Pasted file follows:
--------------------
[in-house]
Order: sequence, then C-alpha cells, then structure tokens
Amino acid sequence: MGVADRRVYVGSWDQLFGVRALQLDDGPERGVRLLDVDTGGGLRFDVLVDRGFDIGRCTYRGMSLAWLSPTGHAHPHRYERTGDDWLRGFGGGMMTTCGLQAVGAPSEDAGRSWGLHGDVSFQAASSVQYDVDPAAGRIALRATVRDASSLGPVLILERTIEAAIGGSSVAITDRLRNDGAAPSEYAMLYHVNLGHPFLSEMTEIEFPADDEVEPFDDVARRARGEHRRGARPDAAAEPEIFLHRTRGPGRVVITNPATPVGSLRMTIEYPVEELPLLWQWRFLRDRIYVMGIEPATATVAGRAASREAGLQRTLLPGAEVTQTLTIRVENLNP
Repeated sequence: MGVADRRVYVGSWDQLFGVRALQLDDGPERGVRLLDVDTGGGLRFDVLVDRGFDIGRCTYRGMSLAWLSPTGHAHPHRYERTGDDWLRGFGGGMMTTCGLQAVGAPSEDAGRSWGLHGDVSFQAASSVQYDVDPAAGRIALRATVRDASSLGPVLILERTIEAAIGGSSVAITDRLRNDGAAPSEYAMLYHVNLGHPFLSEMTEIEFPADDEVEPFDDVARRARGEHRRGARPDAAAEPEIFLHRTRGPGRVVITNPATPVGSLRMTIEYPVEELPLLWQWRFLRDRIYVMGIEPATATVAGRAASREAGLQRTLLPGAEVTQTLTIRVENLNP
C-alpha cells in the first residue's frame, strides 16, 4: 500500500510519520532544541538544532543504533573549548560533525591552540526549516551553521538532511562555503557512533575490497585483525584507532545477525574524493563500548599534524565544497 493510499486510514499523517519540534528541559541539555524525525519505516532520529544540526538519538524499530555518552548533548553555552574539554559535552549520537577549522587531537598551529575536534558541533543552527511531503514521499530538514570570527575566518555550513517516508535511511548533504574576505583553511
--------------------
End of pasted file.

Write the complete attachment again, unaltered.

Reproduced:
[in-house]
Order: sequence, then C-alpha cells, then structure tokens
Amino acid sequence: MGVADRRVYVGSWDQLFGVRALQLDDGPERGVRLLDVDTGGGLRFDVLVDRGFDIGRCTYRGMSLAWLSPTGHAHPHRYERTGDDWLRGFGGGMMTTCGLQAVGAPSEDAGRSWGLHGDVSFQAASSVQYDVDPAAGRIALRATVRDASSLGPVLILERTIEAAIGGSSVAITDRLRNDGAAPSEYAMLYHVNLGHPFLSEMTEIEFPADDEVEPFDDVARRARGEHRRGARPDAAAEPEIFLHRTRGPGRVVITNPATPVGSLRMTIEYPVEELPLLWQWRFLRDRIYVMGIEPATATVAGRAASREAGLQRTLLPGAEVTQTLTIRVENLNP
Repeated sequence: MGVADRRVYVGSWDQLFGVRALQLDDGPERGVRLLDVDTGGGLRFDVLVDRGFDIGRCTYRGMSLAWLSPTGHAHPHRYERTGDDWLRGFGGGMMTTCGLQAVGAPSEDAGRSWGLHGDVSFQAASSVQYDVDPAAGRIALRATVRDASSLGPVLILERTIEAAIGGSSVAITDRLRNDGAAPSEYAMLYHVNLGHPFLSEMTEIEFPADDEVEPFDDVARRARGEHRRGARPDAAAEPEIFLHRTRGPGRVVITNPATPVGSLRMTIEYPVEELPLLWQWRFLRDRIYVMGIEPATATVAGRAASREAGLQRTLLPGAEVTQTLTIRVENLNP
C-alpha cells in the first residue's frame, strides 16, 4: 500500500510519520532544541538544532543504533573549548560533525591552540526549516551553521538532511562555503557512533575490497585483525584507532545477525574524493563500548599534524565544497 493510499486510514499523517519540534528541559541539555524525525519505516532520529544540526538519538524499530555518552548533548553555552574539554559535552549520537577549522587531537598551529575536534558541533543552527511531503514521499530538514570570527575566518555550513517516508535511511548533504574576505583553511